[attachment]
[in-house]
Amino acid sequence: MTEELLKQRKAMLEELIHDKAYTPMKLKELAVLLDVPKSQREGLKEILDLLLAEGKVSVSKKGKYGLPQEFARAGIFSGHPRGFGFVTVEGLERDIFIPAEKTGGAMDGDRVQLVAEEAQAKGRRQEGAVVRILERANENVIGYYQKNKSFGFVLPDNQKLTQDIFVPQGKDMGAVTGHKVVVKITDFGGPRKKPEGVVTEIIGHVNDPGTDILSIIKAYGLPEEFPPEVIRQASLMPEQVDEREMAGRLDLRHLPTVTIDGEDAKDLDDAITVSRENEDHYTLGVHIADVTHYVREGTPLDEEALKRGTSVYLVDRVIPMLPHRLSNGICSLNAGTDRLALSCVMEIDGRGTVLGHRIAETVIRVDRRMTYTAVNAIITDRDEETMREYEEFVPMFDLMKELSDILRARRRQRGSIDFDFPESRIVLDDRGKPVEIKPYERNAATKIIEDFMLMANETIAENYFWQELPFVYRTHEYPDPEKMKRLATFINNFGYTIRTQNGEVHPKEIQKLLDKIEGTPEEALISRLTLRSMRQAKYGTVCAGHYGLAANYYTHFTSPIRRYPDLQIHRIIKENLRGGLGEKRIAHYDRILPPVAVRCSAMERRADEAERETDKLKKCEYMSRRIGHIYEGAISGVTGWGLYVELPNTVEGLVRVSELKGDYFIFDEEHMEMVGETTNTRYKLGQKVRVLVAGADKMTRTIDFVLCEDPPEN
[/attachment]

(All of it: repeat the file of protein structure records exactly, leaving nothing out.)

[in-house]
Amino acid sequence: MTEELLKQRKAMLEELIHDKAYTPMKLKELAVLLDVPKSQREGLKEILDLLLAEGKVSVSKKGKYGLPQEFARAGIFSGHPRGFGFVTVEGLERDIFIPAEKTGGAMDGDRVQLVAEEAQAKGRRQEGAVVRILERANENVIGYYQKNKSFGFVLPDNQKLTQDIFVPQGKDMGAVTGHKVVVKITDFGGPRKKPEGVVTEIIGHVNDPGTDILSIIKAYGLPEEFPPEVIRQASLMPEQVDEREMAGRLDLRHLPTVTIDGEDAKDLDDAITVSRENEDHYTLGVHIADVTHYVREGTPLDEEALKRGTSVYLVDRVIPMLPHRLSNGICSLNAGTDRLALSCVMEIDGRGTVLGHRIAETVIRVDRRMTYTAVNAIITDRDEETMREYEEFVPMFDLMKELSDILRARRRQRGSIDFDFPESRIVLDDRGKPVEIKPYERNAATKIIEDFMLMANETIAENYFWQELPFVYRTHEYPDPEKMKRLATFINNFGYTIRTQNGEVHPKEIQKLLDKIEGTPEEALISRLTLRSMRQAKYGTVCAGHYGLAANYYTHFTSPIRRYPDLQIHRIIKENLRGGLGEKRIAHYDRILPPVAVRCSAMERRADEAERETDKLKKCEYMSRRIGHIYEGAISGVTGWGLYVELPNTVEGLVRVSELKGDYFIFDEEHMEMVGETTNTRYKLGQKVRVLVAGADKMTRTIDFVLCEDPPEN